Researchers in Kansas turn tea leaves into green energy

In this 2005 file photograph, a picked tea leaf is pictured amidst a hand full of English tea. An assistant professor of chemistry and a team of students at Pittsburg State University are looking to transform waste such as green tea leaves into batteries. (2005 file photo/The Associated Press)

PITTSBURG — Researchers at Pittsburg State University in Kansas are trying to turn natural waste into green energy.


Ram Gupta, an assistant professor of chemistry, and a team of his students are looking to transform waste such as green tea leaves into batteries, the Joplin Globe reported.

“Our idea is to use eco-friendly materials which aren’t reactive with air,” Gupta said. “We can work these into an active carbon, which is a main ingredient in batteries. It has a very promising future.”

The project aims to develop a suitable high-performance, lightweight and safe replacement for lithium batteries, which are commonly used to power cellphones, computers and some cars. But researchers said the chemistry of lithium batteries make them more likely to catch fire under certain conditions because they contain a flammable electrolyte and are kept pressurized.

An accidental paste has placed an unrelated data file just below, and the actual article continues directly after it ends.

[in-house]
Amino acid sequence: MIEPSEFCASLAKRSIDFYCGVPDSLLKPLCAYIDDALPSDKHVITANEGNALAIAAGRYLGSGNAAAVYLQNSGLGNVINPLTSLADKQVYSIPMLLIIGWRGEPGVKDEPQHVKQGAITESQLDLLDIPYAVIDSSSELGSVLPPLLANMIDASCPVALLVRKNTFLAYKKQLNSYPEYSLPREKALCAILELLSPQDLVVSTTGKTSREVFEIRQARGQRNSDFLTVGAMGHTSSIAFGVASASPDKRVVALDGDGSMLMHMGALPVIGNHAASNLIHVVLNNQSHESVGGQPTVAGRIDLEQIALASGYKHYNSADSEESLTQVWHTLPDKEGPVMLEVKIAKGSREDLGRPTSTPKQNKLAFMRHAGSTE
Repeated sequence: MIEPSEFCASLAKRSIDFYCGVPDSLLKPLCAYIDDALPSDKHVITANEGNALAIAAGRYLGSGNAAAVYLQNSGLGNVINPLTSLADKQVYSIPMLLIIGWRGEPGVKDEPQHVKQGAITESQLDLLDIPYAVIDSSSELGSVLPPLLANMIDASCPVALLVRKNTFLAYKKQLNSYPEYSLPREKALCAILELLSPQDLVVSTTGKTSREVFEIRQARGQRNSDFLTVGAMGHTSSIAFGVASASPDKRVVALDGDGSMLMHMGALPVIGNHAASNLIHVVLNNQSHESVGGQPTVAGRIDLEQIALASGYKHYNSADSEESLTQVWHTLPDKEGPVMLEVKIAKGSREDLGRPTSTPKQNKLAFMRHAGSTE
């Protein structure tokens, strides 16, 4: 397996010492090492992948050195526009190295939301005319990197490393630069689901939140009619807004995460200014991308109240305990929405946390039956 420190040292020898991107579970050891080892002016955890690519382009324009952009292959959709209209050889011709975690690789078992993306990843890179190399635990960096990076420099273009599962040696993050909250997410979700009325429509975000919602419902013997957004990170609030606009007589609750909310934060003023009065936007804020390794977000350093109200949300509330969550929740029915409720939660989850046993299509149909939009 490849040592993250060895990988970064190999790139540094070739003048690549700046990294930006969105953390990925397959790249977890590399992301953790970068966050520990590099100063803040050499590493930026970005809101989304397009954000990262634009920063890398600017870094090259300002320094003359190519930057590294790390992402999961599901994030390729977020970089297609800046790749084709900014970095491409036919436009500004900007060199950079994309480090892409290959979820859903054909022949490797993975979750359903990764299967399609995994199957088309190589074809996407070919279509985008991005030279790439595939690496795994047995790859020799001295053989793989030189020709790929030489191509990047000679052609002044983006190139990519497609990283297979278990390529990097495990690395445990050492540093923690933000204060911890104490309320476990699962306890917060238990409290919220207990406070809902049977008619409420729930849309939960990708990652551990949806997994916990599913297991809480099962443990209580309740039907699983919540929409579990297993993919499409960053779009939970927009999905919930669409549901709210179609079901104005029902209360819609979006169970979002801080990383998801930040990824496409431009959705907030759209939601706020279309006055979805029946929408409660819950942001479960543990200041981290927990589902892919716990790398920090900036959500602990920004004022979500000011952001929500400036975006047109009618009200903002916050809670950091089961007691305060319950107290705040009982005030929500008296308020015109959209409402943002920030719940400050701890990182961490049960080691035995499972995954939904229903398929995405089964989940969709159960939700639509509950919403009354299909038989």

Gupta said the team has created small batteries from tea leaves and bamboo. The team is now focusing on creating a hybrid device that has the long-lasting power of a battery and the instant charge of a supercapacitor.

Such a battery could be used in anything from a cellphone to an electric car, said Sanket Bhoyate, a student on the team. Bhoyate said his dream would be to create a safe battery that could charge a handheld device in a matter of seconds.

“Every day, we have to charge our phone for hours,” he said. “I feel like if we can have charging for less than a second, that would be my accomplishment if I could do it commercially.”

Gupta said the challenge with creating batteries from tea leaves is consistency. While all leaves vary slightly depending where and how they were grown, the lithium component of lithium batteries is consistent.

The project is funded partly by the Missouri Soybean Merchandising Council.



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